Path Image
Variably sized pseudovascular structures are seen.

Variably-sized pseudovascular structures are separated by bands of smooth muscle.

Attenuated mesothelial cells line these pseudovascular structures. The glands have an infiltrative growth pattern but lack atypia.

The mesothelial cells lining the pseudovascular structures demonstrate mesothelial markers such as calretinin, HMBE-1 and WT-1. In this image, the lining cells are positive for calretinin. This marker is present in virtually all cases of adenomatoid tumor4 .

The mesothelial cells are also strongly positive for keratin 7. Lymphoangiomas (high on the differential) are not positive for cytokeratins.2

Another tumor demonstrates smaller caliber structures dissecting in an infiltrative manner. These pseudovascular structures permeate through bands of smooth muscle.


Adenomatoid tumors originate from the serosal mesothelium. They are most commonly in a subserosal location and most are less than 5 cm. However, they may become quite large and extend toward the endometrium.1,2

On gross inspection, adenomatoid tumors may mimic a leiomyoma. However, adenomatoid tumors are less circumscribed than leiomyomas and are typically poorly-demarcated from the surrounding myometrium. Microscopically, there is proliferation of pseudovascular spaces lined by attenuated epithelium. The tubular structures are separated by bands of smooth muscle. These tumor were often mistaken for lymphangiomas in the past, however, ultrastructural and immunohistochemical studies have confirmed their mesothelial origin.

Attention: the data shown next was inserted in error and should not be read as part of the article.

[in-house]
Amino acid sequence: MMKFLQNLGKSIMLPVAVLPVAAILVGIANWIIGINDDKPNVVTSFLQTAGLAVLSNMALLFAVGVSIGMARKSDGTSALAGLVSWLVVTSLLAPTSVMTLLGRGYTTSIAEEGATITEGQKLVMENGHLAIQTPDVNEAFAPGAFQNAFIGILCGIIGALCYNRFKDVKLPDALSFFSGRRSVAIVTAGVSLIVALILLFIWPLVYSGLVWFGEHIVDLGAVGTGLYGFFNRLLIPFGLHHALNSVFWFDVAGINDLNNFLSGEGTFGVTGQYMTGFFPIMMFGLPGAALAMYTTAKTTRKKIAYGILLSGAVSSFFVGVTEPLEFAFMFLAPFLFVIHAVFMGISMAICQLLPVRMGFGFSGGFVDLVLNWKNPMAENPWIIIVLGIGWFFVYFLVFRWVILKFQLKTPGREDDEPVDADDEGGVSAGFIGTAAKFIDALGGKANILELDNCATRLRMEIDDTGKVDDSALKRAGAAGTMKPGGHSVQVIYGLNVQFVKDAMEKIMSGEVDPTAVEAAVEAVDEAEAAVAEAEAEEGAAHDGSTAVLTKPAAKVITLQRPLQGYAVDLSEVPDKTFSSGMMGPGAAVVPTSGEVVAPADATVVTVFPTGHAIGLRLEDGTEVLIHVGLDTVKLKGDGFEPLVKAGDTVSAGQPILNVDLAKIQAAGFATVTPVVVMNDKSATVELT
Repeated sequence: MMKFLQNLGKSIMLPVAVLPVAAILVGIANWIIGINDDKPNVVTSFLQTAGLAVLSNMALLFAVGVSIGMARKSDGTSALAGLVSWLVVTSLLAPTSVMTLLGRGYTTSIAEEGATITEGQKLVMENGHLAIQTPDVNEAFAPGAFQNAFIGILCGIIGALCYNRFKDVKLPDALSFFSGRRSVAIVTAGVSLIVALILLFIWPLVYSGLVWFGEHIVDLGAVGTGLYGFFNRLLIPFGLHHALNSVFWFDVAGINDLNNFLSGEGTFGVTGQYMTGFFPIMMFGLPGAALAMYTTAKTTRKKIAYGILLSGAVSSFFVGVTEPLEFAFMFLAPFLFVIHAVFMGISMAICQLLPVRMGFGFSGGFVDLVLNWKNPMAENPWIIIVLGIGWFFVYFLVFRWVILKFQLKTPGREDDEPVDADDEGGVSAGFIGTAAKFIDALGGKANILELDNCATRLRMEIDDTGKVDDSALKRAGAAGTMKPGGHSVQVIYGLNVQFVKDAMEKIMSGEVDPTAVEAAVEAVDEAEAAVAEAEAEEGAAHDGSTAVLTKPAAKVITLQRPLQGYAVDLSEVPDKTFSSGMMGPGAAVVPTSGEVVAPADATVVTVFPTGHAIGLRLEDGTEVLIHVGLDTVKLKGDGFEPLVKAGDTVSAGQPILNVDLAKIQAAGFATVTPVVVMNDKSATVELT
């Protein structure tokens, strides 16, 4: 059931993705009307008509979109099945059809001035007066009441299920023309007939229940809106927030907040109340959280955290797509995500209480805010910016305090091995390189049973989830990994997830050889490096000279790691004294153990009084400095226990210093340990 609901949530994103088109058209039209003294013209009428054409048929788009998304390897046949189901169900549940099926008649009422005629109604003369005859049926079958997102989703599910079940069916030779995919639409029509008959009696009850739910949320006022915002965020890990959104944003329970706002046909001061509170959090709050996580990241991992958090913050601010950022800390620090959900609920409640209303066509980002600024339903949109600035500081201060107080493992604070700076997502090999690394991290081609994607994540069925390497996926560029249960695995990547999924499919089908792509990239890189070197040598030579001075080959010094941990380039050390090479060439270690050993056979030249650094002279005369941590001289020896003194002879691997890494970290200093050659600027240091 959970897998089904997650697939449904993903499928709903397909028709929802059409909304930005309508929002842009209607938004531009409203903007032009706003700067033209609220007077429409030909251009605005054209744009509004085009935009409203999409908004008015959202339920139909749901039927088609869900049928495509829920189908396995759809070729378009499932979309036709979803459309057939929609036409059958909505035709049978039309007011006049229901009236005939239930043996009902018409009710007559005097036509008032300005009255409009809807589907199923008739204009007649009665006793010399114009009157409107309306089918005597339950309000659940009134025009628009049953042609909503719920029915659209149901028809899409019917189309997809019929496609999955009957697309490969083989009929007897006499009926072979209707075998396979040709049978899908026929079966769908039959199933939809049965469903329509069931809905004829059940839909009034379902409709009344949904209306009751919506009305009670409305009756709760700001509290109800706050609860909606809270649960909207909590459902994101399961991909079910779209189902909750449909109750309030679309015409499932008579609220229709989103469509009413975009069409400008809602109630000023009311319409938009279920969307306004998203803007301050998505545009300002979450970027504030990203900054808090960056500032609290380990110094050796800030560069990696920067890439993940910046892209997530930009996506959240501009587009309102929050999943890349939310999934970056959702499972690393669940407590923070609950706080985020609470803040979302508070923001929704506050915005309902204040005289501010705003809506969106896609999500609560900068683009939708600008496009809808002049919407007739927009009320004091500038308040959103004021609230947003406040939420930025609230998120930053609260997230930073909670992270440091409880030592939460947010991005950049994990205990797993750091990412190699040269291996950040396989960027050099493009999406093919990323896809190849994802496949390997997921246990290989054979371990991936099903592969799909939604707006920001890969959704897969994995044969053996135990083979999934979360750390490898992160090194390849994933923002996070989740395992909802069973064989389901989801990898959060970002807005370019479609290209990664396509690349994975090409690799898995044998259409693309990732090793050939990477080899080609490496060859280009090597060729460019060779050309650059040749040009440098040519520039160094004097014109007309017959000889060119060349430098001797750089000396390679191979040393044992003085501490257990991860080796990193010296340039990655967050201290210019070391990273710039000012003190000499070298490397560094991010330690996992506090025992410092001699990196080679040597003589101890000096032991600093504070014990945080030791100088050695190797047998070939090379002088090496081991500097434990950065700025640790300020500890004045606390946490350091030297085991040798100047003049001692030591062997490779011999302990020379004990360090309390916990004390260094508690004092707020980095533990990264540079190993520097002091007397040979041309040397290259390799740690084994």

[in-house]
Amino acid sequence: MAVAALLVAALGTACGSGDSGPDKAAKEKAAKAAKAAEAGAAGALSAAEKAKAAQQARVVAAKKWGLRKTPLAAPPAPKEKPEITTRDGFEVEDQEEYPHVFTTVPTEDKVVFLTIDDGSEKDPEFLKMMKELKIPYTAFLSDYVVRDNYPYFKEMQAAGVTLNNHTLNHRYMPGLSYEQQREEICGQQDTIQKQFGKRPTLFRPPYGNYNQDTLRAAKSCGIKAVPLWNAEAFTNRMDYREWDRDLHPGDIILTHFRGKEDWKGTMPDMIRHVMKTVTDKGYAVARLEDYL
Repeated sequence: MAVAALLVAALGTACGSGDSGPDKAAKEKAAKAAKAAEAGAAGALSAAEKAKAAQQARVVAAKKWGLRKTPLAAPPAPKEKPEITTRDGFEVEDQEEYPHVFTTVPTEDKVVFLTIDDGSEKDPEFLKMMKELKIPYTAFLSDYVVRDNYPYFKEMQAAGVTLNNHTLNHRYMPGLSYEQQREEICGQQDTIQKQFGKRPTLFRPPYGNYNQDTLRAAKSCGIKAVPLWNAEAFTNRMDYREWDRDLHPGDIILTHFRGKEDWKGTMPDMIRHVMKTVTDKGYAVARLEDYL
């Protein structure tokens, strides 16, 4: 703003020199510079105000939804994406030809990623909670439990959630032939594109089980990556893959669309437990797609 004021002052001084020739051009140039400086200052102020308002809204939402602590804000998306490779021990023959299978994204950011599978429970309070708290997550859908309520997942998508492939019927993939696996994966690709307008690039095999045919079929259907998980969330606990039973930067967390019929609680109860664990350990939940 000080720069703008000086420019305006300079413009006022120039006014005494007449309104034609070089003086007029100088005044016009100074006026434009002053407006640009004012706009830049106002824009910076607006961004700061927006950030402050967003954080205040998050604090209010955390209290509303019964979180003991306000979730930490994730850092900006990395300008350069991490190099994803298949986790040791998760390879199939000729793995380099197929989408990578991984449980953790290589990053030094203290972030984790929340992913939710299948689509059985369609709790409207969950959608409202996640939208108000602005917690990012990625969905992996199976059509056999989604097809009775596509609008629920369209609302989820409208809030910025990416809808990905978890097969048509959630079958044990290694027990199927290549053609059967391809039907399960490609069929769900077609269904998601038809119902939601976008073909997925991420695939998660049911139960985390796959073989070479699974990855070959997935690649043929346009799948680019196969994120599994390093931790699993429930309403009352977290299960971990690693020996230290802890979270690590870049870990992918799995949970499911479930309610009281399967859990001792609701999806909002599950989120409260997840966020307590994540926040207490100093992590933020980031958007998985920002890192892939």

The cells lining the pseudovascular spaces are mesothelial cells that stain positively with keratin, calretinin, HMBE-1 and WT-1.1


Benign; usually an incidental finding.


1 Fletcher CDM, ed. Diagnostic Histopathology of Tumors. 3rd Ed. Philadelphia, PA: Elsevier; 2007: 688.

2 Kurman RJ, Norris HJ, Wilkinson E. Tumors of the Cervix, Vagina and Vulva: Atlas of Tumor Pathology. Third Series Fascicle 4. Washington DC; AFIP: 1990: Section 6.6.

3 Sternberg SS, ed. Diagnostic Surgical Pathology.4th Ed. Philadelphia, PA: Lippincott Williams & Wilkins; 2004: 2524.

4 Sangoi AR, McKenney JK, Schwartz EJ, Rouse RV, Longacre TA. Adenomatoid tumors of the female and male genital tracts: a clinicopathological and immunohistochemical study of 44 cases. Mod Pathol. 2009 Sep;22(9):1228-35.

Last updated: 2011-05-02
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